The purpose of this work will be accomplished if, in future ears, a glance at its pages serves to awaken in the minds of my late comrades of "I" Company the memories of the months we have just spent in out country's service.
          I claim for my account no literary merit. It has been my object to write simply a record of incidents which impressed themselves upon my mind or the mind of the comrades who witnessed them.
          I must thank my numerous friends in the company - officers, non-commissioned officers, and privates - who have given me valuable assistance. To have attempted a complete account of our share in the campaign from my own recollection would have been impossible; but my comrades filed in, by the aid of their diaries, the missing links in the chain of events, and I trust that at least the more important of our doings have been sufficiently recorded.
          This chronicle does not report every minor aspect, but the things mentioned will recall to memory many others, and I leave it to my late comrades-in-arms to fill in from the storehouse of their minds such details as will complete these word-pictures, which I have only drawn in rough outline.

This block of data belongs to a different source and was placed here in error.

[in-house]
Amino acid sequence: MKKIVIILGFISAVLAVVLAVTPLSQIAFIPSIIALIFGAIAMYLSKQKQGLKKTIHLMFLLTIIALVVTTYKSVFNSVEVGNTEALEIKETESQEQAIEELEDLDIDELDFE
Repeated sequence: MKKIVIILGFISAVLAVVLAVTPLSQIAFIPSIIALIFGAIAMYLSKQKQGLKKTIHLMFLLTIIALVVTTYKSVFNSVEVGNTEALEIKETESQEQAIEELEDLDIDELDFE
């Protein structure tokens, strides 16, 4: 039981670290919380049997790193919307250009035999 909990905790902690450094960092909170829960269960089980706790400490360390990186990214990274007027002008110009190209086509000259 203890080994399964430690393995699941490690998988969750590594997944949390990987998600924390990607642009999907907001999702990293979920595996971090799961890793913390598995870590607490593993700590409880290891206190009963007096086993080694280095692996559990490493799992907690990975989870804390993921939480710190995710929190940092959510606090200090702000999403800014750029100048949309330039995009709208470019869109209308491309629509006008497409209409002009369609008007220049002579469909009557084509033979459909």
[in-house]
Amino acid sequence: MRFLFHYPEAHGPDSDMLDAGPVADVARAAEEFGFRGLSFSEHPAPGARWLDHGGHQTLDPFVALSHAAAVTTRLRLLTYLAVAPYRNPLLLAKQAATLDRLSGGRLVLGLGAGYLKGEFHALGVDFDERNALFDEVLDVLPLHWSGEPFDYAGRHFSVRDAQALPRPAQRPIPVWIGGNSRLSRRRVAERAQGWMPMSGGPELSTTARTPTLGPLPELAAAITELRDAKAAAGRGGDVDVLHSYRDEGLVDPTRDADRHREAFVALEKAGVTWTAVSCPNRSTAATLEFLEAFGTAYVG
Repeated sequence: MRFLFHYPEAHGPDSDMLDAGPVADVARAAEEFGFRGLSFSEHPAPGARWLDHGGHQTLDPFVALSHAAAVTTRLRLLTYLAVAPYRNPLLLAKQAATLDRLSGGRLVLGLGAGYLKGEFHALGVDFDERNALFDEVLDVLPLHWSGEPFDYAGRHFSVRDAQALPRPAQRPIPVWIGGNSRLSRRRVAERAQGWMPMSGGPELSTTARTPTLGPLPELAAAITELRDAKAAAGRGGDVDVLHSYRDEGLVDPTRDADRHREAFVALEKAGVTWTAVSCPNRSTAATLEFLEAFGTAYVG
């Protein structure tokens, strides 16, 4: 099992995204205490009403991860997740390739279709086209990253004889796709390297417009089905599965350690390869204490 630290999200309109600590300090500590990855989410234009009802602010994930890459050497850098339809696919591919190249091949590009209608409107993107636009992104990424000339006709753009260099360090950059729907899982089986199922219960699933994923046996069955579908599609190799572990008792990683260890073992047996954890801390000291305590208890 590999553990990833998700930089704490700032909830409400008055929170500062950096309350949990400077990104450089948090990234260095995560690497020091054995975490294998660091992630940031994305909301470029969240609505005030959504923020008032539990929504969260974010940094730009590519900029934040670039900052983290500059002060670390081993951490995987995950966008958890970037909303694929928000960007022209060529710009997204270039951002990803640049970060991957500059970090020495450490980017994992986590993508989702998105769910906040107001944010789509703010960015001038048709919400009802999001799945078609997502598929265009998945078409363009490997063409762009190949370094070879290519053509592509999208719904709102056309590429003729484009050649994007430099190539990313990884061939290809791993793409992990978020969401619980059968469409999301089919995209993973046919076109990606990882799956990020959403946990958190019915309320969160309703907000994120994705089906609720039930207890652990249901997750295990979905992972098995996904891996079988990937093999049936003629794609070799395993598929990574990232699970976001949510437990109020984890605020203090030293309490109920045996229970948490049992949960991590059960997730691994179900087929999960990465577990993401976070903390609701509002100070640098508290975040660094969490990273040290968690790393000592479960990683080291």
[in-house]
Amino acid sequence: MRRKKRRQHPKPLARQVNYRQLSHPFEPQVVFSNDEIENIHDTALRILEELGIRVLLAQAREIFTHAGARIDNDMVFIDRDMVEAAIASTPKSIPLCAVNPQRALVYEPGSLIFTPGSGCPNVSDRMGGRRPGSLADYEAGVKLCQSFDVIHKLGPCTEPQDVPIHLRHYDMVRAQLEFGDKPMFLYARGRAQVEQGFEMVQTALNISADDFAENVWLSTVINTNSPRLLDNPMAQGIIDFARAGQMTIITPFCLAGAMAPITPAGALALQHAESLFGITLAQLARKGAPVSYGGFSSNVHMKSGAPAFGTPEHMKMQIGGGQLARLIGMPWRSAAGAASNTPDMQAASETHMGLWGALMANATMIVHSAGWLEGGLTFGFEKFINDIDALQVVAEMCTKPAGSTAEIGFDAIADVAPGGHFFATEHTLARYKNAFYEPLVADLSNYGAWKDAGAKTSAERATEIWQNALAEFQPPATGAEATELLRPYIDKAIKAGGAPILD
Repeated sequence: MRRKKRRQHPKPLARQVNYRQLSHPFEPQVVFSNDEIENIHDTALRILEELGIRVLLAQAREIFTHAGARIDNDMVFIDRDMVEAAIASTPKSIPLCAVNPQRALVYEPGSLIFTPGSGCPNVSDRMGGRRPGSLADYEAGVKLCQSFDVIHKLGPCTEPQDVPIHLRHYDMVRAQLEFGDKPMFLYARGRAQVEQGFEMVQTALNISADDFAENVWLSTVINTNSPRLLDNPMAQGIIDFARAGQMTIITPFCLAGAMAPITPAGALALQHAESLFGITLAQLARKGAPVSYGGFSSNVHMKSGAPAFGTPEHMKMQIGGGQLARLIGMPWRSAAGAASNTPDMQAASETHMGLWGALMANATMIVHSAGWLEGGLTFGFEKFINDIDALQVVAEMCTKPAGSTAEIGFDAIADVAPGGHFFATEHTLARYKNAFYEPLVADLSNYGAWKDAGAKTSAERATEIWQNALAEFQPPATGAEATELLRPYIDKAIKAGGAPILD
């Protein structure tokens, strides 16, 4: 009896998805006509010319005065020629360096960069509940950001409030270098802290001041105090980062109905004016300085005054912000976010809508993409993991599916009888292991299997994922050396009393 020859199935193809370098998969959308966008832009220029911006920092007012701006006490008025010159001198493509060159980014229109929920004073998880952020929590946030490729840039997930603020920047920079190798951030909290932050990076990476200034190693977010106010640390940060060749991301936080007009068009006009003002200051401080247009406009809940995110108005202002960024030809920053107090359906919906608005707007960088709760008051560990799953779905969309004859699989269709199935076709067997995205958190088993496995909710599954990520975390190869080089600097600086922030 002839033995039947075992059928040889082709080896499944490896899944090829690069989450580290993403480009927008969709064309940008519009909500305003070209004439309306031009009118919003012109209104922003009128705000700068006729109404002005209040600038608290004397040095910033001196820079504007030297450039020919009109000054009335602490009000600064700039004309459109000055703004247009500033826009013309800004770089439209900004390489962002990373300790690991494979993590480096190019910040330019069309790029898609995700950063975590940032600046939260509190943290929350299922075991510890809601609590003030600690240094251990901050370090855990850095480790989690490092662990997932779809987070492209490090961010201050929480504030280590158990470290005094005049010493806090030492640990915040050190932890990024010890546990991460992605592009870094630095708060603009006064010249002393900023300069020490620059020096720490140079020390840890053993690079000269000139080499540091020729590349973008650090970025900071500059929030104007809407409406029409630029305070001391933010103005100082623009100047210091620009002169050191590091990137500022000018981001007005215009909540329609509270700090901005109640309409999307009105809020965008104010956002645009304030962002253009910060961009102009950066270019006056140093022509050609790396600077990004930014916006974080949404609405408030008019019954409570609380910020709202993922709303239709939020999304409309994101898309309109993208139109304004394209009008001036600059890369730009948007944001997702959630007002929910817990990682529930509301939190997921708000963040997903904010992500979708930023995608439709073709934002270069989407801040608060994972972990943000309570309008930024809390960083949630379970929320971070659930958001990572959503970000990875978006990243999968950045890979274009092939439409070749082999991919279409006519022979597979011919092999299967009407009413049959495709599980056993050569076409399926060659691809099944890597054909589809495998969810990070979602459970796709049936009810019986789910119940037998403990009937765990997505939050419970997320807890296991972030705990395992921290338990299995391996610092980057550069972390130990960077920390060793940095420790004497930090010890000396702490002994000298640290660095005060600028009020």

Possibly some of the paragraphs contained in the following pages will read as though we were, at times, dissatisfied with our undertaking. Such, however, was not the case - at any rate for longer than ten minuets on any occasion; and then only when some order which appeared to us unnecessary or even absurd was issued, or when one of our men suffered what seemed, to our minds, too severe a punishment for some trifling offence.
          Our company officers did all they could for out comfort, and by their leniency kept many a man's sheet free from bad records. Some "crimes," in the military sense, could not be overlooked, but these were few and far between. We were ever ready to do our duty, grumbling or otherwise, and I don't think our officers had much trouble to ensure discipline.
          The letters from Major Pearse are the best character our Company can claim, and of such a testimony and Volunteer Company may well be proud.
          I trust that you who read the following pages will bear in mind that they were written by a private soldier, and, in consequence, be generous in your judgement. I offer merely a record of facts without exaggeration, and unembellished by fiction. I have endeavoured to express in words what we, of the Company, have personally experienced.
          To my comrades I now commend "The Records of 'I' Company," trusting they will find them satisfactory, and that the book will at least serve to keep in mind the name of one who has shared with them an act of patriotic duty, and for whose many kindnesses he has deepest feelings of gratitude.
July 22nd, 1901.



© Copyright Christopher John Garrish. All rights reserved.